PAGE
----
What’s Wrong With Lamar Jackson and the Baltimore Ravens?

Lamar Jackson was a revelation last season, but he’s struggled to follow up his MVP output this year. Baltimore’s offensive issues have come by surprise, and their preseason status as a Super Bowl contender looks less likely. Why have they failed to recreate last year’s magic? And is there anything they can do to recover before the playoffs start?

Lamar Jackson proved doubters wrong and became an NFL star

Baltimore Ravens' Lamar Jackson
Lamar Jackson of the Ravens looks to throw | Adam Glanzman/Getty Images

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Jackson entered the 2018-19 season with plenty of skeptics suspicious about his ability as a starting quarterback. Despite winning the Heisman Trophy during his football career at Louisville, Jackson was often told by scouts and analysts that he should be a wide receiver. His rookie year didn’t do much to push back against those opinions.

Despite finishing with a 6-2 record once he became the starter, Jackson’s success was almost entirely predicated on his athleticism. In the Ravens’ wild-card defeat at the hands of the Chargers, he had a paltry 25 yards passing until the fourth quarter. Jackson’s gifts were clear, but he needed to improve a lot to make the most of his potential.

Jackson didn’t simply get better. He put up one of the greatest seasons in NFL history. He accrued accolades as quickly as the Ravens scored touchdowns. Jackson became the second player ever to produce two perfect passer ratings in the same season. He broke Michael Vick’s single-season rushing record for a quarterback and was earned the league’s MVP via a unanimous vote.

Jackson’s exciting style of play dazzled fans and signaled a change in how the league viewed black quarterbacks. A shock playoff defeat to the Titans brought their season to a close sooner than most thought. However, Jackson’s status as a face of the NFL seemed set in stone. This season, the Ravens have regressed substantially, details The Ringer. And Jackson is both the culprit and the victim of this situation. 

The Ravens are one of the biggest disappointments

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The Ravens have been worse at every aspect of football this season, details NFL.com. But the drop-off is most severe on offense. They’ve fallen from second to 25th in yards per game and from first to 12th in points per game. (They’re still first in rushing yards per game but averaging 40 yards fewer than last year.)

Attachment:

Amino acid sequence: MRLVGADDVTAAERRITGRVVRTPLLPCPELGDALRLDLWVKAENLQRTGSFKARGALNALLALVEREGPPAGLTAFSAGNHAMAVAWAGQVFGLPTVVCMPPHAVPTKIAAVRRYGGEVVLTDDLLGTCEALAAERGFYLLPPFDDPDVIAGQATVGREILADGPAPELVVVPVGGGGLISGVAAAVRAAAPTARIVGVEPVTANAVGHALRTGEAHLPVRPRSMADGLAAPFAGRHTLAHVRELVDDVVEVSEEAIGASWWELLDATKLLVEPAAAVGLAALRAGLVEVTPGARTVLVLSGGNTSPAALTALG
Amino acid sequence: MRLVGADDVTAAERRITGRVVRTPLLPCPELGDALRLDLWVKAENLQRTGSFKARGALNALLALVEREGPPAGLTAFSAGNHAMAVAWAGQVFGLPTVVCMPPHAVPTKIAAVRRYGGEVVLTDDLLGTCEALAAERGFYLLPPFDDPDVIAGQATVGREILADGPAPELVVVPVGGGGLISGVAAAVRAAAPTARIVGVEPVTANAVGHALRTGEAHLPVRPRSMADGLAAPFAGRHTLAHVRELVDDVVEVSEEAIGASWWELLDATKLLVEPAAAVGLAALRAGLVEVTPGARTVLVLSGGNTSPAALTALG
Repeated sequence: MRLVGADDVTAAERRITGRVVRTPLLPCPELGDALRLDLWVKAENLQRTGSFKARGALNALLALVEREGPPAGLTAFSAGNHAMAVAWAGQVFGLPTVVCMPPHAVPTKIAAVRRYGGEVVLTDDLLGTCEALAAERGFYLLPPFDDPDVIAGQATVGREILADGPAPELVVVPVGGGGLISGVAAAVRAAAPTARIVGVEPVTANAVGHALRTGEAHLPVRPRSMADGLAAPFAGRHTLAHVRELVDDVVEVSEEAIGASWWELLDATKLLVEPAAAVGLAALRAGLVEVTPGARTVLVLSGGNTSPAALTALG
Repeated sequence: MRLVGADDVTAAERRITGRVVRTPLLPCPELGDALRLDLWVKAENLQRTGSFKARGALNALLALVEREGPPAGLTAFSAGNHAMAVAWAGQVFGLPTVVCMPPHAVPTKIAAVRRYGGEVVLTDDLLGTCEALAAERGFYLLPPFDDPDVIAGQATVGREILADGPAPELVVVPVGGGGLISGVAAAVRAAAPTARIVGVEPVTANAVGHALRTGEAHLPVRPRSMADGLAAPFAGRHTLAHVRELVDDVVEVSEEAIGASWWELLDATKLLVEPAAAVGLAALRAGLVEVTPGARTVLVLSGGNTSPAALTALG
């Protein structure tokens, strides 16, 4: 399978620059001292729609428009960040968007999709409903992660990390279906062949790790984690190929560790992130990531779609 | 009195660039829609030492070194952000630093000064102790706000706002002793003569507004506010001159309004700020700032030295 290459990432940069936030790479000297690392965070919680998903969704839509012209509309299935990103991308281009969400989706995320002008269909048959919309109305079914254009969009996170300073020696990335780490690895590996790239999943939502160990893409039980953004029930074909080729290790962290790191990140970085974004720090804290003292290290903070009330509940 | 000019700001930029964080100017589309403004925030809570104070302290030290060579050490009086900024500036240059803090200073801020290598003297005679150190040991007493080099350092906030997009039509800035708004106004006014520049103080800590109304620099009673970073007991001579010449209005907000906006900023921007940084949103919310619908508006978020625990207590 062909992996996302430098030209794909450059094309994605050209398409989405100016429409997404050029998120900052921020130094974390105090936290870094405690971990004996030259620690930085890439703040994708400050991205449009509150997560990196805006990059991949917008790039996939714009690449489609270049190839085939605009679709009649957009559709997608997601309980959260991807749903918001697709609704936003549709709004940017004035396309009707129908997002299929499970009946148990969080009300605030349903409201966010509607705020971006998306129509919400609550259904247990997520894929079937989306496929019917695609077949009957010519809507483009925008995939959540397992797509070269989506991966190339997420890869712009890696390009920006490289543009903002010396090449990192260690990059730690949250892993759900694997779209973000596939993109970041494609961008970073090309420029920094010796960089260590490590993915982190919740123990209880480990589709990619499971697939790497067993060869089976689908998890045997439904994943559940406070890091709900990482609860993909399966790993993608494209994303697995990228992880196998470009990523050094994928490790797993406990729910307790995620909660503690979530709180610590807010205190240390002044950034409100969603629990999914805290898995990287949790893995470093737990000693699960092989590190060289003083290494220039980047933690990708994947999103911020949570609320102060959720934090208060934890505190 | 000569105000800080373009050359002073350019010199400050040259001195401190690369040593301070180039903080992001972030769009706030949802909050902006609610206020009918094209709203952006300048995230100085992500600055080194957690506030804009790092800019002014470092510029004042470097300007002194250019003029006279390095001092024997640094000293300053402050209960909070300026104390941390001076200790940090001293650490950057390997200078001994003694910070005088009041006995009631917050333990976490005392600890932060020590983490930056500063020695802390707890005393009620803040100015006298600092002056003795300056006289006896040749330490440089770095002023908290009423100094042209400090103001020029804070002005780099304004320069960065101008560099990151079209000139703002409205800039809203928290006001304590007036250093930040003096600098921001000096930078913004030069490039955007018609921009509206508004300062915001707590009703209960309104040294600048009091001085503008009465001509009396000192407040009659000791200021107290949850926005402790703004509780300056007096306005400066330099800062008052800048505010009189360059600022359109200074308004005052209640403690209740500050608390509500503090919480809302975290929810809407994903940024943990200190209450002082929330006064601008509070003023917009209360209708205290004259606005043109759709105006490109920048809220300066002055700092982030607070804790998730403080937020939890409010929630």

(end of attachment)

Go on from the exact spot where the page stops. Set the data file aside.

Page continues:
Jackson’s completion percentage has dropped from 66% to 63.5% and his quarterback rating has fallen from 82.3 to 61.9. The QB has already thrown as many interceptions in 10 games as he did in the entirety of last season (six). If the 2020 regular season ended today, the Ravens would miss the playoffs. The reasons for this are based in both tactics and talent.

Opposing defenses have honed in on how to stifle Baltimore’s passing game. Specifically, they’re playing way more nickel and dime packages. And the Ravens haven’t been able to adapt. Baltimore has seen six or more defensive backs on 102 snaps compared to 76 snaps in all of last season.

What makes those lineups so impactful is that they provide extra support to slow Baltimore down outside while allowing for someone to spy Jackson so he can’t scramble as effectively as he did. (Mike Renner wrote about this in an article for Pro Football Focus.) But their problems aren’t just based in schematics.

Baltimore’s offensive line is much worse. Marshal Yanda is a potential Hall of Famer at guard, and he retired last offseason. All-Pro left tackle Ronnie Stanley suffered a season-ending ankle injury in Week 8. As good as Baltimore tight ends and Marquise Brown are, the fact is they don’t have enough outside playmakers to take advantage of the constant man coverage.

Can the Ravens still make it to the postseason?

The fate of the Ravens season is still full of uncertainty – and that was before several players, including Jackson, tested positive for COVID-19. The rest of their schedule is pretty easy, but their inconsistencies are such that they can’t assume that those games are automatic wins, especially considering Jackson’s health.

If the reigning MVP returns soon and doesn’t from any of the longer-lasting consequences of the coronavirus, Jackson will need to better deal with pressure and develop more confidence throwing into tight windows. The combination of his talent and the randomness of one-off postseason games means you can’t completely write them off, but they’re clearly an outsider in the AFC. 

Baltimore should be able to bounce back next year, they’re projected to have over $20 million in cap space next year, so the team has avenues to add better players to the roster. But ultimately, the next few years of the franchise will be defined on how Jackson deals with this setback going forward.